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Prince Charles, heir to the British throne, has arrived in Germany on a four-day visit. Britain's royals are descendants of Germany's Saxe-Coburg-Gotha families. The prince said: "The bonds between us must endure."
Britain's Prince Charles and his wife, Camilla, arrived at Berlin Tegel Airport and were greeted by a guard of honor on Tuesday. They then went to the Federal Chancellery, where they met Angela Merkel.
The 70-year-old, who is next in line to the British throne, then met German President Frank-Walter Steinmeier, before going to the Berlin Airlift Memorial with the mayor of Berlin, Michael Müller.
In a speech delivered in English and German on Tuesday evening, Charles said the ties between the UK and Germany should remain strong in the future — an indirect reference to Britain's pending departure from the European Union.
"Whatever the shape of our future relationship, and whatever is negotiated and agreed between governments and institutions, it is more clear for me than it has ever been that the bonds between us will and must endure," the prince said.
"We are friends and natural partners, bound by common experiences, interests and values, and our futures are deeply entwined," he added, commenting on his family's roots in the German aristocracy.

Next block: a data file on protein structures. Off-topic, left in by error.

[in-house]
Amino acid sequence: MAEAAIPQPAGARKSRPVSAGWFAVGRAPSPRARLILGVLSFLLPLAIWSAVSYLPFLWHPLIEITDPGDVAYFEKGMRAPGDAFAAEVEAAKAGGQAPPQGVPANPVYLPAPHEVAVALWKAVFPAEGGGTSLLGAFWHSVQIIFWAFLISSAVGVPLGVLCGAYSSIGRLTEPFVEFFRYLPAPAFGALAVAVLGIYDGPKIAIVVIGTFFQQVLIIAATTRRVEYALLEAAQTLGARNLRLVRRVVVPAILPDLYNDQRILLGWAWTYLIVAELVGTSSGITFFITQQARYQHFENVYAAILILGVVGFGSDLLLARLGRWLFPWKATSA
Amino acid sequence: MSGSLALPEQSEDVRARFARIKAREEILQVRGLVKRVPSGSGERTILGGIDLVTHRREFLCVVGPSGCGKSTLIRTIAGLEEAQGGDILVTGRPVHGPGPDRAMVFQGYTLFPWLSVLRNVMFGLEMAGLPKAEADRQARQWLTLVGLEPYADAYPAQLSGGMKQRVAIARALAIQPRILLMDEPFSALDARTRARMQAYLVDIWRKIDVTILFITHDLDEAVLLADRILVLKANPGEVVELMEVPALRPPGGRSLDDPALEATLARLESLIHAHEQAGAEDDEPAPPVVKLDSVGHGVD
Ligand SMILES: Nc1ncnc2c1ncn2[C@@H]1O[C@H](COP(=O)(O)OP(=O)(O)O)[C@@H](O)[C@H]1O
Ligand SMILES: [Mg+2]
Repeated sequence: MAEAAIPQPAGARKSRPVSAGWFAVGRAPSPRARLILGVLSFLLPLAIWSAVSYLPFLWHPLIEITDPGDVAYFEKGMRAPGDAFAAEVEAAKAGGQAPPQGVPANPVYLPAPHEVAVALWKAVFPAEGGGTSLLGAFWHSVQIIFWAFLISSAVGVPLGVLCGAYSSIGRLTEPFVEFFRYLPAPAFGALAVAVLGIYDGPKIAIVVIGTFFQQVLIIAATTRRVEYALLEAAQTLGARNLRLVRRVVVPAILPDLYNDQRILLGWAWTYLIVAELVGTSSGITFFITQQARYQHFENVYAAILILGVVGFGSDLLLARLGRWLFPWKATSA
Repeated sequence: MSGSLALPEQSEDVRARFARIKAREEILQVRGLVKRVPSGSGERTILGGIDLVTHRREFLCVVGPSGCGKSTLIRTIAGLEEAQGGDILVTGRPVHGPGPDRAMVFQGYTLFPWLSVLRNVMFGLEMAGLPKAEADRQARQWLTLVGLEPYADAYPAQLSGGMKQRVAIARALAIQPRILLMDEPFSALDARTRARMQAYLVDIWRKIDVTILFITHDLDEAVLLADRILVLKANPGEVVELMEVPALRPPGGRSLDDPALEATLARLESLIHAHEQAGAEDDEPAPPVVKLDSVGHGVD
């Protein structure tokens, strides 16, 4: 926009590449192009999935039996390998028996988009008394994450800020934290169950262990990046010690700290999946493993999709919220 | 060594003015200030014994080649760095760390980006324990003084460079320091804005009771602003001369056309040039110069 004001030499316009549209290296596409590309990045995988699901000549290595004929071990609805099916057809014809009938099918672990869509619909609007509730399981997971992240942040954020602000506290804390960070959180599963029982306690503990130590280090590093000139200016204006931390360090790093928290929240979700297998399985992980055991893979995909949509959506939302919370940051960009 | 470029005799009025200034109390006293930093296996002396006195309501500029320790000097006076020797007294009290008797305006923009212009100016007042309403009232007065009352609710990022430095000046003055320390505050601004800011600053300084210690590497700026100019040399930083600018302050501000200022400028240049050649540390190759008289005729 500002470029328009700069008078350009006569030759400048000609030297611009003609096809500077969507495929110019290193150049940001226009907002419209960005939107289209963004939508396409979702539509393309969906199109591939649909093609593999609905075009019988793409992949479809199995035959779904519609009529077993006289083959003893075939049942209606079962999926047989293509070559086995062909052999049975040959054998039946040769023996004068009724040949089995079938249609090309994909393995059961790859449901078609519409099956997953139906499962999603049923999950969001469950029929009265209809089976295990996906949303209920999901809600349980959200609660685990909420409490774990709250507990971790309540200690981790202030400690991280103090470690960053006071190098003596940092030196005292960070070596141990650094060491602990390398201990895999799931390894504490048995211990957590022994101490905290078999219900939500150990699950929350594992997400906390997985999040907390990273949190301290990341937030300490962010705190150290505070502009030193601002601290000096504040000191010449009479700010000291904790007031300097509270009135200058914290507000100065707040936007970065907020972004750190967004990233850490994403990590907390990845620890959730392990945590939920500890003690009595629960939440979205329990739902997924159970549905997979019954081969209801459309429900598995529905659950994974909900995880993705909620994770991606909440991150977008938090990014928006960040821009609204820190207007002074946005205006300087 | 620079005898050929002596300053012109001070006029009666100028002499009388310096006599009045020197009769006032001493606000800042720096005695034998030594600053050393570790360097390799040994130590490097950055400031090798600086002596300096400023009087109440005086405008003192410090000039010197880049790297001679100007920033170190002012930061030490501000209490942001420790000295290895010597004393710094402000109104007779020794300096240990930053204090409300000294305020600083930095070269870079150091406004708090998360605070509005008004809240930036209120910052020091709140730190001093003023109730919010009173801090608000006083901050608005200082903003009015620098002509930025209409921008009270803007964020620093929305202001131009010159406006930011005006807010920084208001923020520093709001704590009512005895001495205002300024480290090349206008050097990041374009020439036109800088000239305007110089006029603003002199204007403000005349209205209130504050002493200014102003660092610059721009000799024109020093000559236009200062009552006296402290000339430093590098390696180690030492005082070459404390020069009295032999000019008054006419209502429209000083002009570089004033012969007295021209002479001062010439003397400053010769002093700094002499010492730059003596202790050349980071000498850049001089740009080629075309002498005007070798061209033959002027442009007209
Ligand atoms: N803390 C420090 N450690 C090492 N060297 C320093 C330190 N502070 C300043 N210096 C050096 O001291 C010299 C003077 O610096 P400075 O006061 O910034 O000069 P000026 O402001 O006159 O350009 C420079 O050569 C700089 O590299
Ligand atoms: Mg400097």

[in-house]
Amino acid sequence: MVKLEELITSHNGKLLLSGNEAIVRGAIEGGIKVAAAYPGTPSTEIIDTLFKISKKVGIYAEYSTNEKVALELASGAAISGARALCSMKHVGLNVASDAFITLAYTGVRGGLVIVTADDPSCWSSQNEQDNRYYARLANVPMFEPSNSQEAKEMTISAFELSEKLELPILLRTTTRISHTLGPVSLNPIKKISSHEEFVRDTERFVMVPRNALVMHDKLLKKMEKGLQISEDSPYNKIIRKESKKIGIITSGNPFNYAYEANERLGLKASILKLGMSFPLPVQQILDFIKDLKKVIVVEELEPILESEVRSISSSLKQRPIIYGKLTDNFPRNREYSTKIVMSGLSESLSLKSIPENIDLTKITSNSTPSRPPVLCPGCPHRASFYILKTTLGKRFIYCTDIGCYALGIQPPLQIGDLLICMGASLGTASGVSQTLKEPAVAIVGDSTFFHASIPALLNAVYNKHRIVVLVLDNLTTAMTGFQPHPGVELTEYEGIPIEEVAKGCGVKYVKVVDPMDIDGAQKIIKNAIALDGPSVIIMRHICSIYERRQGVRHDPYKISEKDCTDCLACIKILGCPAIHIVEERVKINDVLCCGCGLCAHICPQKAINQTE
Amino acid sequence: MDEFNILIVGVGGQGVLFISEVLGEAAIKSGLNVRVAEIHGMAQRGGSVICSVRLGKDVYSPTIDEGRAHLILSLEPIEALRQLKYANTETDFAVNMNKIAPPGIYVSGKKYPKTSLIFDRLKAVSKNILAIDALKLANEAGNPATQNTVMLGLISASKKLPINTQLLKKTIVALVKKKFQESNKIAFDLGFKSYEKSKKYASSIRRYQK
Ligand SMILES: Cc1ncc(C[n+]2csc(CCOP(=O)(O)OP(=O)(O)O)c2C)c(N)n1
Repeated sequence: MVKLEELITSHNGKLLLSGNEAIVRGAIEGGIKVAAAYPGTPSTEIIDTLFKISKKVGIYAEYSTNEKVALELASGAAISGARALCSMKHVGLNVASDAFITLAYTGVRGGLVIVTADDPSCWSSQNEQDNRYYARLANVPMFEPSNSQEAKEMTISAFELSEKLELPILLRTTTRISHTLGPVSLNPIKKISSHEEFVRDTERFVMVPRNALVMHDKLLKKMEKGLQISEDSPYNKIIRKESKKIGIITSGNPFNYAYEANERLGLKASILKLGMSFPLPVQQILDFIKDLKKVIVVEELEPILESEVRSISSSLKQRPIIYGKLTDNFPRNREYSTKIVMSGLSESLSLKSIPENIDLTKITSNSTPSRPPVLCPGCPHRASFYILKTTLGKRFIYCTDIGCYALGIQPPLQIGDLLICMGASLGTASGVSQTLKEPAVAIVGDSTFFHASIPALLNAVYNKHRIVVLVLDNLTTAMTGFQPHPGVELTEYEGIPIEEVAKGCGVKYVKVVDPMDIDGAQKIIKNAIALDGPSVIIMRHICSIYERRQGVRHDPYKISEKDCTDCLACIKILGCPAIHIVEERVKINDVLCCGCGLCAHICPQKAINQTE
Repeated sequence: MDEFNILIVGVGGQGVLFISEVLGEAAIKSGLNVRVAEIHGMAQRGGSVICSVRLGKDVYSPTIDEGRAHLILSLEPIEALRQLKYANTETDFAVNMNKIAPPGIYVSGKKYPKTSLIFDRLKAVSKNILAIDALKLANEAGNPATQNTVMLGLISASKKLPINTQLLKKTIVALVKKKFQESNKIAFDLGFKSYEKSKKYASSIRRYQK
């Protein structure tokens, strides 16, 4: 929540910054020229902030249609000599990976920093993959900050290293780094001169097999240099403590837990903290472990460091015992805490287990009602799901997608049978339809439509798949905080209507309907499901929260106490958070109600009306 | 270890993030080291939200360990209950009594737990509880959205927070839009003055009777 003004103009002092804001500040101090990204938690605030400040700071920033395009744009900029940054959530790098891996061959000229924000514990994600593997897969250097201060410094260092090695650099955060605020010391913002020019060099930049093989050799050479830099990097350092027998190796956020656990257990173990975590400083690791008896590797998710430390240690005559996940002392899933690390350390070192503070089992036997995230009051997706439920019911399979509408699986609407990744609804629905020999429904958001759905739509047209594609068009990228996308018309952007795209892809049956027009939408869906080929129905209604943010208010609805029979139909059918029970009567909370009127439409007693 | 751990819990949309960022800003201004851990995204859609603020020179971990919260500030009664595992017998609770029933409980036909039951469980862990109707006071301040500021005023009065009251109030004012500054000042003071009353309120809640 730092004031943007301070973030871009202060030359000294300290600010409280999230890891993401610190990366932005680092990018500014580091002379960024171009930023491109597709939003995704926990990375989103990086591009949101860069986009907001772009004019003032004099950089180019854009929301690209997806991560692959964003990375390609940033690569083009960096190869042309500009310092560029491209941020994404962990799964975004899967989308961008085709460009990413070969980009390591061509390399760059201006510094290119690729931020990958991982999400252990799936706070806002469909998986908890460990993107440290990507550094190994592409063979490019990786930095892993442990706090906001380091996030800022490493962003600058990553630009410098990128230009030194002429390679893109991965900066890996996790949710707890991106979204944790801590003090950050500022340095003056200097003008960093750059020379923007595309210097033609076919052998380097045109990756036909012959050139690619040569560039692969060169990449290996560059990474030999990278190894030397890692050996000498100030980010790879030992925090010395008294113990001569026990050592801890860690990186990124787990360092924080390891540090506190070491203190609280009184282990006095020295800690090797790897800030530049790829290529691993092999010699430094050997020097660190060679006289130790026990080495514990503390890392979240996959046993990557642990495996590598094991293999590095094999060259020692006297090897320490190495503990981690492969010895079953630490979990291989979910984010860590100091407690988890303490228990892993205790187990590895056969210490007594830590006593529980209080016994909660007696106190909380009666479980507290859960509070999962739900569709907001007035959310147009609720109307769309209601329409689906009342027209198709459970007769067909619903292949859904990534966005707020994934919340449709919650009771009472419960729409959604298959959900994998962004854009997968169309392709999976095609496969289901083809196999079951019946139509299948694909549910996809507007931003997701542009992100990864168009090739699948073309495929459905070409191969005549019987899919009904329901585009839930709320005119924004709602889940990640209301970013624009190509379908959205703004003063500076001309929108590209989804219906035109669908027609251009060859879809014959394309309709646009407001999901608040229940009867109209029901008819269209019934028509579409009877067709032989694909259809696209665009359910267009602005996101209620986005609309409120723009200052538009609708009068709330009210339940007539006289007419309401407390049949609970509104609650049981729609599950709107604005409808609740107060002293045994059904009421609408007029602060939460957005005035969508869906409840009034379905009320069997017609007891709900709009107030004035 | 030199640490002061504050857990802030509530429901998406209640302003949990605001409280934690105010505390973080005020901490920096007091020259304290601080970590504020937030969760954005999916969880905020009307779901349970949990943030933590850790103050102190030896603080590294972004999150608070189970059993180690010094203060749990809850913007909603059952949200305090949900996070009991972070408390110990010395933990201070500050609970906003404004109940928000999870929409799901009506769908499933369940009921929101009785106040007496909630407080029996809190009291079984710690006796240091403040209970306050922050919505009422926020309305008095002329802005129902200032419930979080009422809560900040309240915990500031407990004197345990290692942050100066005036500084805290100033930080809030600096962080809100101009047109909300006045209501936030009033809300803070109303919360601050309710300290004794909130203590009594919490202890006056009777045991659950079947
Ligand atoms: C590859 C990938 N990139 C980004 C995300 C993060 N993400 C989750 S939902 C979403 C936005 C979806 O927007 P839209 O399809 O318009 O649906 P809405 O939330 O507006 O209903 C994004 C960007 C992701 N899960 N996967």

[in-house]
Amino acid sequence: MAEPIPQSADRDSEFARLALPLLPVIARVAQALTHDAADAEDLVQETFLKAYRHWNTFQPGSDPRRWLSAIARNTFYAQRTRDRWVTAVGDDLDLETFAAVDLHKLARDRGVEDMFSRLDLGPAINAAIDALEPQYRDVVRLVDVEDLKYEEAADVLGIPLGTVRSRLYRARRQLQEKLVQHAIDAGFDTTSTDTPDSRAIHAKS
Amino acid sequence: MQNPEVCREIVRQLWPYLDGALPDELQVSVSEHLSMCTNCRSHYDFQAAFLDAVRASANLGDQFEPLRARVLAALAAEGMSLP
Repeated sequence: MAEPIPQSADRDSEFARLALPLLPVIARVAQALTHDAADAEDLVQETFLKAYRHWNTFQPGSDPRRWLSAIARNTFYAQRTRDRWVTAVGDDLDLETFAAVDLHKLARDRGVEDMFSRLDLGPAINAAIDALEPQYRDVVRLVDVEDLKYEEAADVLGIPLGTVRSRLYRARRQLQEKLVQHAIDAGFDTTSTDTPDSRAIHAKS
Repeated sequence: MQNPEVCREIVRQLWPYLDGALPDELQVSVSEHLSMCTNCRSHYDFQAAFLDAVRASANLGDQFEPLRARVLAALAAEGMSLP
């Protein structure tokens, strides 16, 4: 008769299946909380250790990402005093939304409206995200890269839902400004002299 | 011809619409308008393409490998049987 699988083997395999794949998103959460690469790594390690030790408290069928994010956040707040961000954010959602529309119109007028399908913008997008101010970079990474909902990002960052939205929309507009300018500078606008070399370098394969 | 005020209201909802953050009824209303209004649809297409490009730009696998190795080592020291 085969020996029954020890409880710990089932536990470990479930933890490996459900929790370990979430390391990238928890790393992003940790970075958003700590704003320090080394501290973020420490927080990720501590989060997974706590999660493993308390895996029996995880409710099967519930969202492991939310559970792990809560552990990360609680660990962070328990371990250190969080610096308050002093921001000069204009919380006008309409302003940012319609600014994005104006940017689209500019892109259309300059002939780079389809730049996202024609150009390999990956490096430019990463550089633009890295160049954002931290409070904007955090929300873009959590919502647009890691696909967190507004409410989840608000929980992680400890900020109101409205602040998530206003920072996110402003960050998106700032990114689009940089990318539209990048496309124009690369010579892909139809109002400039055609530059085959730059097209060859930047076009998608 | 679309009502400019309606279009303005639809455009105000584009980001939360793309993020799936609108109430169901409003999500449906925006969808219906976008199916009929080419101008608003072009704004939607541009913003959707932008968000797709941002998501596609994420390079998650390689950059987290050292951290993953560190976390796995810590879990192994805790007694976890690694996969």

The royals arrived in Germany a day after Charles' younger son, Prince Harry, announced that he and his wife, Meghan, the duchess of Sussex, have had their first child, a baby boy. Charles told crowds that he "couldn't be more delighted" at the news and that he and Camilla "are looking forward to meeting the baby when we return."
The couple are due to visit Leipzig on Wednesday and Munich on Thursday.
Charles' great-great-great-grandfather Prince Albert, was born 200 years ago in 1819 in Saxe-Coburg-Saalfeld. When he was 20, he married his first cousin Queen Victoria and they went on to have nine children before Albert died in Windsor in 1861.
Britain's royal family was previously known by the German names Saxe-Coburg-Gotha. In 1917, King George V adopted the name Windsor in response to widespread anti-German sentiment during World War I. The present House of Windsor has family ties with most of the monarchs in Europe.
The queen visited Germany for the first time in May 1965 and has returned several times since. During her inaugural visit, she spent 11 days touring Germany, including stops in the then-capital, Bonn, and also in Berlin and 16 other cities.
The British royal family are hugely popular in Germany, which, in the absence of its own royal household, has a celebrity media focus on those European nations that have prominent ones.
kw/jm (AP, Reuters)